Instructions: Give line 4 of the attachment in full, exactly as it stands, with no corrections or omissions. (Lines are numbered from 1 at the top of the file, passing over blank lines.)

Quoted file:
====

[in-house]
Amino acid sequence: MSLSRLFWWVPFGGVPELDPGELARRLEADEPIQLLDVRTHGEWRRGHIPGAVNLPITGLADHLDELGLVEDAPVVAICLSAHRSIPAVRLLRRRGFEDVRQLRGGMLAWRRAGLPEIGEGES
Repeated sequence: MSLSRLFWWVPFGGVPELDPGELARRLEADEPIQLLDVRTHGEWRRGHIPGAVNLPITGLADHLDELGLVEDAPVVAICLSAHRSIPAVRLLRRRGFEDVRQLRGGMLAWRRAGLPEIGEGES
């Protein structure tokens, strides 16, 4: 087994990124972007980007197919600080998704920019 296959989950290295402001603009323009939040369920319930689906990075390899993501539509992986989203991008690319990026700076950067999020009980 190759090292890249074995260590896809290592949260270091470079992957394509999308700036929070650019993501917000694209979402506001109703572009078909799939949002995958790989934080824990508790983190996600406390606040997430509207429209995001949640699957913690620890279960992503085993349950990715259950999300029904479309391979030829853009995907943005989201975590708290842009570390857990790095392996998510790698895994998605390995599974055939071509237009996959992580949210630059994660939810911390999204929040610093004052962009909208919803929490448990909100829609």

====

């Protein structure tokens, strides 16, 4: 087994990124972007980007197919600080998704920019 296959989950290295402001603009323009939040369920319930689906990075390899993501539509992986989203991008690319990026700076950067999020009980 190759090292890249074995260590896809290592949260270091470079992957394509999308700036929070650019993501917000694209979402506001109703572009078909799939949002995958790989934080824990508790983190996600406390606040997430509207429209995001949640699957913690620890279960992503085993349950990715259950999300029904479309391979030829853009995907943005989201975590708290842009570390857990790095392996998510790698895994998605390995599974055939071509237009996959992580949210630059994660939810911390999204929040610093004052962009909208919803929490448990909100829609």